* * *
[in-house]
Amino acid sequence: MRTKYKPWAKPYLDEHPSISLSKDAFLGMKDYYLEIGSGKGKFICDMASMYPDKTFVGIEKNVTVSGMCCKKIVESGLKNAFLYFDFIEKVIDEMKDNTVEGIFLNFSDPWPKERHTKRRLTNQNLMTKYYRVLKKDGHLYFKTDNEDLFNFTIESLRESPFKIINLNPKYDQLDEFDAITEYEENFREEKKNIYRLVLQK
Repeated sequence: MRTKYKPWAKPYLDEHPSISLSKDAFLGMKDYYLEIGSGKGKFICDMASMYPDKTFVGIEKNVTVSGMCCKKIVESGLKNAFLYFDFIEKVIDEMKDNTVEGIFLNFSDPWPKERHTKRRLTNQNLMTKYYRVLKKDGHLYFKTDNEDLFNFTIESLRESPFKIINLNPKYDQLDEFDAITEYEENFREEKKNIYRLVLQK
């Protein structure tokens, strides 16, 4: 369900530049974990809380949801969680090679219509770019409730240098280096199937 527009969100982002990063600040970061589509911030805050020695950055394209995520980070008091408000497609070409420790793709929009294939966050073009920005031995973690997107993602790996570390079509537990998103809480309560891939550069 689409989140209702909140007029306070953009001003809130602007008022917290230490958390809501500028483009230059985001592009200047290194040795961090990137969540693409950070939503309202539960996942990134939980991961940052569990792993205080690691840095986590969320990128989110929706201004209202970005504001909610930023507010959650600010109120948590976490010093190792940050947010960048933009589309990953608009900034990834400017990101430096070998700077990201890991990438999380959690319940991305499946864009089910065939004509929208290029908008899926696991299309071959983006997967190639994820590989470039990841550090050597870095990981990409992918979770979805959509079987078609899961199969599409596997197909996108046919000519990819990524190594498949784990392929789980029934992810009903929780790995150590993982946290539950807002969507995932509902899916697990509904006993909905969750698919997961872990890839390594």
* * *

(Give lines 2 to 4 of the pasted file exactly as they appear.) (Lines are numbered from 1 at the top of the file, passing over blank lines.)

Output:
Amino acid sequence: MRTKYKPWAKPYLDEHPSISLSKDAFLGMKDYYLEIGSGKGKFICDMASMYPDKTFVGIEKNVTVSGMCCKKIVESGLKNAFLYFDFIEKVIDEMKDNTVEGIFLNFSDPWPKERHTKRRLTNQNLMTKYYRVLKKDGHLYFKTDNEDLFNFTIESLRESPFKIINLNPKYDQLDEFDAITEYEENFREEKKNIYRLVLQK
Repeated sequence: MRTKYKPWAKPYLDEHPSISLSKDAFLGMKDYYLEIGSGKGKFICDMASMYPDKTFVGIEKNVTVSGMCCKKIVESGLKNAFLYFDFIEKVIDEMKDNTVEGIFLNFSDPWPKERHTKRRLTNQNLMTKYYRVLKKDGHLYFKTDNEDLFNFTIESLRESPFKIINLNPKYDQLDEFDAITEYEENFREEKKNIYRLVLQK
């Protein structure tokens, strides 16, 4: 369900530049974990809380949801969680090679219509770019409730240098280096199937 527009969100982002990063600040970061589509911030805050020695950055394209995520980070008091408000497609070409420790793709929009294939966050073009920005031995973690997107993602790996570390079509537990998103809480309560891939550069 689409989140209702909140007029306070953009001003809130602007008022917290230490958390809501500028483009230059985001592009200047290194040795961090990137969540693409950070939503309202539960996942990134939980991961940052569990792993205080690691840095986590969320990128989110929706201004209202970005504001909610930023507010959650600010109120948590976490010093190792940050947010960048933009589309990953608009900034990834400017990101430096070998700077990201890991990438999380959690319940991305499946864009089910065939004509929208290029908008899926696991299309071959983006997967190639994820590989470039990841550090050597870095990981990409992918979770979805959509079987078609899961199969599409596997197909996108046919000519990819990524190594498949784990392929789980029934992810009903929780790995150590993982946290539950807002969507995932509902899916697990509904006993909905969750698919997961872990890839390594």